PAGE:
A plant-based hug in a bowl.

A plant-based hug in a bowl.

The Planter's Guide contributor Brooke Takhar shares her favourite places and products to imbibe, ingest & inhale in her beloved Vancouver.

By Brooke Takhar

When I was a kid, my Christmas list was a never-ending scroll of wishes and dreams. It was the 80s; greed was good.

December 25th was a day of excited whoops and crunchy piles of discarded wrapping paper. I would line up all my gifts and smugly survey my haul. I’d clearly been a good girl and Santa and my family had rewarded my excellent behaviour (and kindly looked the other way at my C+ in Math and P.E.)

As an adult, when I’m asked what I want for Christmas, I draw a blank.

9-year-old me would be so disappointed.

Once you have a steady income and a Sephora membership, you just buy everything you want. And I know from experience that not even Kris Kringle can pop an eye cream that dissolves my navy blue undereye circles into my stocking.

So now when I find gifts that I would both love to receive and bequeath, it’s a Christmas miracle. 

On a recent crisp afternoon I explored Chinatown and popped into Harvest Community Foods. Their warm and cozy shop is the perfect place to peruse carefully curated grocery shelves for gift ideas, and treat yourself to one of their noodle bowls made with locally-sourced ingredients. (They’re like a hug in a bowl.)

Alongside a glass of chai pear kombucha, I devoured a vegan and gluten free bowl piled high with rice noodles coated in a creamy and fragrant sauce of hazelnuts, with smoked chili and crunchy greens.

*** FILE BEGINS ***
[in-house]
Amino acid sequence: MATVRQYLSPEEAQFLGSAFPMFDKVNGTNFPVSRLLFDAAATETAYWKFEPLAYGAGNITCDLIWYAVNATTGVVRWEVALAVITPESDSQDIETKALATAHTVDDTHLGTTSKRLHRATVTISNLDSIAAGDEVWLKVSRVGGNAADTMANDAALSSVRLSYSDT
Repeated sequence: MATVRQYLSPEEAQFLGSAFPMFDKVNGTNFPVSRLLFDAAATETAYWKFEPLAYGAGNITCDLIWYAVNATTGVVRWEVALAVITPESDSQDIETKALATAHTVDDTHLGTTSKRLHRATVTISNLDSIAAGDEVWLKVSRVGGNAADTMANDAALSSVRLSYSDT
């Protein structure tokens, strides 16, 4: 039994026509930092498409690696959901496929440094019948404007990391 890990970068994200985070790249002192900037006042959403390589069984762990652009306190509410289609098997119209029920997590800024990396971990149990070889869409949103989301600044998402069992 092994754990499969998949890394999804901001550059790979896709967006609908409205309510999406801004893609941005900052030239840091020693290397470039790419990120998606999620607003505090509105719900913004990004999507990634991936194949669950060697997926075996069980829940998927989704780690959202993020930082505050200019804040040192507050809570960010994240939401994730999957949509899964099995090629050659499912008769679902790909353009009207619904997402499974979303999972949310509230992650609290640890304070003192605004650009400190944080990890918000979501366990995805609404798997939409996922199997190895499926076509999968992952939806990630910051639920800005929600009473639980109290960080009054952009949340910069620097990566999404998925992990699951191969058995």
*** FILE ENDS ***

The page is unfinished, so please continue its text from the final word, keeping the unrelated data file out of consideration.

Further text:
If you have foodie friends like I do, Harvest Community Foods has two unique choices of bespoke holiday gift baskets. The large gift basket supports local suppliers (like East Van Roasters, Hives for Humanity, Namaste Tea, Johnny Hetherington, Treasure Life, and Blume) while simultaneously inspiring recipients to cook using only the freshest in-season ingredients. Gift one of these and you will get a dinner invitation for sure.

The small gift basket contains Harvest in-house products, including home-made granola, jam, pickles, cocoa nib almond granola, and a gift card for one noodle bowl, all packaged in a beautiful felt box.

Harvest Community Foods also offer a gift idea that keeps on giving in the form of a CSA box. Community-supported agriculture (CSA) boxes are stocked with a rotating selection of seasonal fruits and vegetables. All produce is sourced from Lower Mainland farms and growers, so you can easily eat in season. CSA boxes can be enjoyed as a single purchase, for multiple weeks or an entire season, and are available for bi-weekly pick-up.

While my 9-year-old self’s head would explode at the gift of vegetables, 41-year-old me thinks that’s pretty amazing.

Harvest Community Foods will be closed December 24 to 26 so don’t delay!

For more information on their current menu and CSA schedule, check out their website.

You can also find them on Twitter, Instagram & Facebook.

Brooke Takhar is a Gastown-based writer, performer, gossip-monger and Mom. She blogs about pop culture, parenting and poop at, and is the Community Manager for The Planter's Guide. She enjoys being early, being right, black coffee, and true crime.